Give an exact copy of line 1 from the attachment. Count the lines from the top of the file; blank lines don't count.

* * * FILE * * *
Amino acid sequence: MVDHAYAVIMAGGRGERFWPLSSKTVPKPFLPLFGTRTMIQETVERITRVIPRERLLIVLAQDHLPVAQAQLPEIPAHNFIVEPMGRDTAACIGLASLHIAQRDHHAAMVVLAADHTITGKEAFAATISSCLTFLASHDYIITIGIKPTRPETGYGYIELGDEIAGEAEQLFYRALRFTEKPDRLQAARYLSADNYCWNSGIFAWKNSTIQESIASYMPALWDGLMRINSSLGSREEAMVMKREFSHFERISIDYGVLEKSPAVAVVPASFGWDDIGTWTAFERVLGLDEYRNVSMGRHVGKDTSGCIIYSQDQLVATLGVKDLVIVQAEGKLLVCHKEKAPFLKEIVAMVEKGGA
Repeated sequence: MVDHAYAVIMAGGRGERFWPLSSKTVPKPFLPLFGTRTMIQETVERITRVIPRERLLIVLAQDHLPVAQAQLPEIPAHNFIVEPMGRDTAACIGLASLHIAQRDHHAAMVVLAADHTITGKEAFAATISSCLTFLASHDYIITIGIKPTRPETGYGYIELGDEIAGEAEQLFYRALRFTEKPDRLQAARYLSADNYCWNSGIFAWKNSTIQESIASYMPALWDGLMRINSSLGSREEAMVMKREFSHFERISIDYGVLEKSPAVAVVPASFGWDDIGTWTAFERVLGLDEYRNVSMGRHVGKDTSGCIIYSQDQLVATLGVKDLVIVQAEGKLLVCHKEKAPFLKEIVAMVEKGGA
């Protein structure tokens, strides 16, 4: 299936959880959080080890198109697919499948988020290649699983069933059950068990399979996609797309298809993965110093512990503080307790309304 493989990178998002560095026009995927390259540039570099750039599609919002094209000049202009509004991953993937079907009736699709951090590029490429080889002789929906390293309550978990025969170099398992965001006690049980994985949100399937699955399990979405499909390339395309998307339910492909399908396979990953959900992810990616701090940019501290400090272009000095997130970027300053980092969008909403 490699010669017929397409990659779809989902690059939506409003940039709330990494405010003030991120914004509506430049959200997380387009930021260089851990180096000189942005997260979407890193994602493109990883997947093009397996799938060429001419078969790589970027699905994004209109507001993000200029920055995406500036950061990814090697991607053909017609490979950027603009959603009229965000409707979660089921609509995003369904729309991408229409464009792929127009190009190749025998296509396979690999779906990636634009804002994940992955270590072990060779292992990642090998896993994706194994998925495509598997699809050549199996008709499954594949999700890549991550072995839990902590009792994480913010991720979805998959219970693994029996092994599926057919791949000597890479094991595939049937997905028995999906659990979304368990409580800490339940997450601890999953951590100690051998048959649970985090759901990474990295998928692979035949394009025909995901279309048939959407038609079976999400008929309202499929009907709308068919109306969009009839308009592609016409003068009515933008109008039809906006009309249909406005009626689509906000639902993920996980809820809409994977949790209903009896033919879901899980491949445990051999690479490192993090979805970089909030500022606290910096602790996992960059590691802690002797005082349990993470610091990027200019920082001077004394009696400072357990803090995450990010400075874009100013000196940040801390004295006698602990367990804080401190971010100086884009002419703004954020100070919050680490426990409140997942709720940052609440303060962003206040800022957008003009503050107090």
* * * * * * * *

Amino acid sequence: MVDHAYAVIMAGGRGERFWPLSSKTVPKPFLPLFGTRTMIQETVERITRVIPRERLLIVLAQDHLPVAQAQLPEIPAHNFIVEPMGRDTAACIGLASLHIAQRDHHAAMVVLAADHTITGKEAFAATISSCLTFLASHDYIITIGIKPTRPETGYGYIELGDEIAGEAEQLFYRALRFTEKPDRLQAARYLSADNYCWNSGIFAWKNSTIQESIASYMPALWDGLMRINSSLGSREEAMVMKREFSHFERISIDYGVLEKSPAVAVVPASFGWDDIGTWTAFERVLGLDEYRNVSMGRHVGKDTSGCIIYSQDQLVATLGVKDLVIVQAEGKLLVCHKEKAPFLKEIVAMVEKGGA